Indian Journal of Dermatology
: 2014  |  Volume : 59  |  Issue : 4  |  Page : 423-

Bullous hemorrhagic dermatosis: A case report

Kikkeri Narayanasetty Naveen, Vijetha Rai 
 Department of Dermatology, Sri Dharmasthala Manjunatheshwara College of Medical Sciences and Hospital, Sattur, Dharwad, India

Correspondence Address:
Dr. Kikkeri Narayanasetty Naveen
622, Manya Towers Sdmcmsh Sattur, Dharwad


We present a case of hemorrhagic bullous dermatosis occurring in areas distant from the site of injection of enoxaparin. A 88 year old woman was admitted for inter trochantric fracture. She was put enoxaparin 60mg subcutaneous 12 hrly for deep vein thrombosis. After 5 days she developed huge hemorrhagic bulla on left leg and multiple hemorrhagic bullae at other sites distant from injected site. A diagnosis of Bullous hemorrhagic dermatoses due to enoxaparin was made. Enoxaparin was stopped and started on oral heparin. Lesions started to regress. Only 9 similar cases have been reported throughout world and none from India.

How to cite this article:
Naveen KN, Rai V. Bullous hemorrhagic dermatosis: A case report.Indian J Dermatol 2014;59:423-423

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Naveen KN, Rai V. Bullous hemorrhagic dermatosis: A case report. Indian J Dermatol [serial online] 2014 [cited 2022 Jul 2 ];59:423-423
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Low molecular weight heparin (LMWH) preparations were first approved for the prevention of venous thromboembolism. They are also effective in the treatment of venous thrombosis, pulmonary embolism, and unstable angina. Many LMWH preparations are available such as, Enoxaparin, Dalteparin, Tinzaparin, Ardeparin, Nadroparin, and Reviparin, which differ considerably in composition. [1] The most common adverse skin effects with these anticoagulants are ecchymoses, skin necrosis, urticaria, angioedema, and eczema. [2]

We present a case of hemorrhagic bullous dermatosis occurring in areas distant from the site of the injection of Enoxaparin. Only nine similar cases have been reported throughout the world and none from India.

 Case Report

An 88-year old woman with a history of diabetes mellitus and hypertension was admitted for intertrochanteric fracture of right hip 4 months back. Patient was treated conservatively with skeletal traction, diclofenac, tramadol, and ceftazidime, and was advised bed rest. She was recently admitted under orthopedic department with swelling of both lower limbs of 4 days and was started on oral Amoxycillin with clavulinic acid, multivitamin syrup, and oral paracetamol. She was referred to a surgeon and Doppler was done that showed features suggesting deep vein thrombosis of the right lower limb. Patient was started on Enoxaparin 60 mg subcutaneously every 12 h. 5 days later she developed asymptomatic hemorrhagic bulla over the medial border of the left foot near the ankle joint. Physical examination revealed a solitary hemorrhagic bulla over the dorsum of the left foot along the ankle joint measuring 7 × 5 cm [Figure 1]. Similar bullae were found on the right shin [Figure 2] and medial side of the left arm. There was no bulla visible over the injection site. The patient did not report bleeding from any other area of the body. The bulla was drained under aseptic conditions and dressing done.{Figure 1}{Figure 2}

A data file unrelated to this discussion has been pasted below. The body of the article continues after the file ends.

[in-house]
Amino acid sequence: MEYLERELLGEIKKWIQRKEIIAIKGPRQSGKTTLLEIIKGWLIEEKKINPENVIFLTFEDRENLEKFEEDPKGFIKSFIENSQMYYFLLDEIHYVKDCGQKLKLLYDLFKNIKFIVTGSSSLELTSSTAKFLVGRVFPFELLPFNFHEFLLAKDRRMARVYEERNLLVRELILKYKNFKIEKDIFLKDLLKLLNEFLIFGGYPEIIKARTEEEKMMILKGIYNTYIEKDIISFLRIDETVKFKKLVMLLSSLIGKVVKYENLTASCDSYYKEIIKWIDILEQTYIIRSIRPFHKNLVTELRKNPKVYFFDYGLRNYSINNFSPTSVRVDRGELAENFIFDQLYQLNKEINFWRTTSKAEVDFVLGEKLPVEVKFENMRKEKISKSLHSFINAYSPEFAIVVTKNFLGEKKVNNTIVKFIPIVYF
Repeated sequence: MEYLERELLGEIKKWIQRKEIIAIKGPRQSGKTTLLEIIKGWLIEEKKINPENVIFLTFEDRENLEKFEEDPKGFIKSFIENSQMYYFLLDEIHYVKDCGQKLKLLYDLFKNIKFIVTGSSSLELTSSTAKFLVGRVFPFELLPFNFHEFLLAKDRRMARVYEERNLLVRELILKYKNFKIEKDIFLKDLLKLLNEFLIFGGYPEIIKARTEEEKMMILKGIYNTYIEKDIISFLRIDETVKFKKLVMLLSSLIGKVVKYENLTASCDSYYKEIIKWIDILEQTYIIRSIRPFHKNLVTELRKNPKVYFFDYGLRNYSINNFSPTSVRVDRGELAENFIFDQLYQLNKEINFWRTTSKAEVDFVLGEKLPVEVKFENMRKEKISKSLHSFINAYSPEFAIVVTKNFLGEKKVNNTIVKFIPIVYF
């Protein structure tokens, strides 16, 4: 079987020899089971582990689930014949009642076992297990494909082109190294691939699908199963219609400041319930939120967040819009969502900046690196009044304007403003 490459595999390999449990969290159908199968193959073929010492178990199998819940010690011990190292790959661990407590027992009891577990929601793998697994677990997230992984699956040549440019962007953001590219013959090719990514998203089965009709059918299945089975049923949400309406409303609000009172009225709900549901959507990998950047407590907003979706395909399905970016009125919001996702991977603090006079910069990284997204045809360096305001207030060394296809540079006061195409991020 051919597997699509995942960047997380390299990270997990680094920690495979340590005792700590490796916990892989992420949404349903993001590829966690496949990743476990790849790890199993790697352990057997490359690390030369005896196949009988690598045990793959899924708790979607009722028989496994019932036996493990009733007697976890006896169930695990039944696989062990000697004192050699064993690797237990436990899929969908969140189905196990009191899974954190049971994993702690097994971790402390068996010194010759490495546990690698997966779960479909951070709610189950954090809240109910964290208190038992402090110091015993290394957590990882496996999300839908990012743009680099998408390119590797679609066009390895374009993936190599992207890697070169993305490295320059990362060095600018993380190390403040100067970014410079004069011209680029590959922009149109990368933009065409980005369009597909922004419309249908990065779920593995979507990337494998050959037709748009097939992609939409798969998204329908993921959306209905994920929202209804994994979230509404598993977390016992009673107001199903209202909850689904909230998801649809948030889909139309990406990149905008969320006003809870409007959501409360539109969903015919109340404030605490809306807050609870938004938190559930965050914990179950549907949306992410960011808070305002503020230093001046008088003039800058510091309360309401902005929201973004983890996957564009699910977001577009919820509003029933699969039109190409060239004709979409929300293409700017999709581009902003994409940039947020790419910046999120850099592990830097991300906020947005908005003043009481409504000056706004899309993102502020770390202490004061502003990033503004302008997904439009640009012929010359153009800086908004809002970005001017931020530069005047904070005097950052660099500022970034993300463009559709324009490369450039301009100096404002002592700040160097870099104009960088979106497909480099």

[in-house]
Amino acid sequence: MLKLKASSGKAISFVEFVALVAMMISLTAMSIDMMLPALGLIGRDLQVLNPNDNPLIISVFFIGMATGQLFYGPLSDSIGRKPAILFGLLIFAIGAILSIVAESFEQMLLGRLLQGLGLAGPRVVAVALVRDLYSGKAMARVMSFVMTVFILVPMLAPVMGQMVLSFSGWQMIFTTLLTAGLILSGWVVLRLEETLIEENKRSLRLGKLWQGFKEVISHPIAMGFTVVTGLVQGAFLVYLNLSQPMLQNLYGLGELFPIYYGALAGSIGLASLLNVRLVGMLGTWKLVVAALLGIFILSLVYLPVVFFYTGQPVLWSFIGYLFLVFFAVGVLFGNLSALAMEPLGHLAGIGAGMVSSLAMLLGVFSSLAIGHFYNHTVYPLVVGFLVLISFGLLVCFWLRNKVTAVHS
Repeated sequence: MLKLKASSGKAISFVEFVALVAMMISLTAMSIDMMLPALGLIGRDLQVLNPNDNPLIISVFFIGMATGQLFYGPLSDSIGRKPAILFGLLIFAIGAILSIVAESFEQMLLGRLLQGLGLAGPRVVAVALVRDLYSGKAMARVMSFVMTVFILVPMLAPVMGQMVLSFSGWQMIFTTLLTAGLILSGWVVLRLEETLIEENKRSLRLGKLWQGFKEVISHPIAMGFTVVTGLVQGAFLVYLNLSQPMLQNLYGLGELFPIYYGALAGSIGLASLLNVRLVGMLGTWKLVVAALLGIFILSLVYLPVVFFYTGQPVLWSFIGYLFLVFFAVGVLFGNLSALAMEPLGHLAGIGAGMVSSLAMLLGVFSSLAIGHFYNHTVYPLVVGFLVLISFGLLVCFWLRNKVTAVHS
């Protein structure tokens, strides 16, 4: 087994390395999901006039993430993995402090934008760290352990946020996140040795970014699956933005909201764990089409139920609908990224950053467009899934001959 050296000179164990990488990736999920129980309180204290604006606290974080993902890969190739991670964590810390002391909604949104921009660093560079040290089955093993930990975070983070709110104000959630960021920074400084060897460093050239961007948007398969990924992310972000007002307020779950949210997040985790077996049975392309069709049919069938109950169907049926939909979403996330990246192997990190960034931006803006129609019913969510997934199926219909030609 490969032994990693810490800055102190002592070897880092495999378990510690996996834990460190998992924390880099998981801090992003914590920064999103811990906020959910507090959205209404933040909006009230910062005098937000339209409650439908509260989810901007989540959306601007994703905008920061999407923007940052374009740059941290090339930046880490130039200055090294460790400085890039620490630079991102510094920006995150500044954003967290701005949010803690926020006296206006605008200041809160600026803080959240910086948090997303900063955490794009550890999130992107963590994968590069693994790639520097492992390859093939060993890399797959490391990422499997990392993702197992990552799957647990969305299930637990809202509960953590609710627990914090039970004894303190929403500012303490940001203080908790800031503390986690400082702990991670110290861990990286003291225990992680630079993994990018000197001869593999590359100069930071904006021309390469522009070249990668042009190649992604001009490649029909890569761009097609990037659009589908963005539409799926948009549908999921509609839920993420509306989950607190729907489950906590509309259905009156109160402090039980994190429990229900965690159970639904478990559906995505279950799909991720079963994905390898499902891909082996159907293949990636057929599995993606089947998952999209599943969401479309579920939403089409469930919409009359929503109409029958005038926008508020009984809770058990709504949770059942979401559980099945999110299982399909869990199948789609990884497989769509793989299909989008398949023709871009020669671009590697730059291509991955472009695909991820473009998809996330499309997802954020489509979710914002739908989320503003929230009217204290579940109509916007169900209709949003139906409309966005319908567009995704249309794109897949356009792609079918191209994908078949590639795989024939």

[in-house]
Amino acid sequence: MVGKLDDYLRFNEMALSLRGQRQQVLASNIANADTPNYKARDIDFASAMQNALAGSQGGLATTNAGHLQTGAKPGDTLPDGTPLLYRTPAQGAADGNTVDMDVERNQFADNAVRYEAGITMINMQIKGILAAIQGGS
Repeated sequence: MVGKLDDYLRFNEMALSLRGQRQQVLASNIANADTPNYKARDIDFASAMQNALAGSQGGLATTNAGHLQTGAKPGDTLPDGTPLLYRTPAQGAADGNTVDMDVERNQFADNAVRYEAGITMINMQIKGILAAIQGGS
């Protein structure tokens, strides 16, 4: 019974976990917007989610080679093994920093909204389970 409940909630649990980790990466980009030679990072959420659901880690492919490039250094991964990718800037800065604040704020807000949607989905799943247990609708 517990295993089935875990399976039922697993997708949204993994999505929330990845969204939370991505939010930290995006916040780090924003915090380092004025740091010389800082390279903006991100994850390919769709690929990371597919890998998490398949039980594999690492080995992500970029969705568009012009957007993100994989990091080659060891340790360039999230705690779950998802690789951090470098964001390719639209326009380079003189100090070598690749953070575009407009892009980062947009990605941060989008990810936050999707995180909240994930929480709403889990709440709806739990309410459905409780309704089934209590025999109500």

Laboratory tests were within the normal ranges for platelet count and coagulation studies (bleeding time (BT), clotting time (CT), prothrombin time (PT), and international normalized ratio (INR)). Peripheral smear revealed normocytic, normochromic anemia with hemoglobin 9.2 mg/dL. The patient did not give consent for the biopsy; hence, biopsy was not done.

Enoxaparin was stopped and oral warfarin 2 mg on alternate days was given to the patient for 3 days, later increased to 5 mg on alternate days. The bulla resolved within 2 days of stopping enoxaparin [Figure 3]. On discharge patient was asked to continue oral warfarin 2 mg for alternate days.{Figure 3}


Low molecular weight heparins are isolated from standard heparin by gel filtration chromatography, precipitation with ethanol, or partial depolymerization with nitrous acid and other chemical or enzymatic reagents. Enoxaparin is an LMWH obtained by depolymerization of standard heparin. It produces an anticoagulant effect mainly through inhibition of the Xa factor. Though bleeding is the most common side effect of enoxaparin, it is less compared to standard heparin. [1]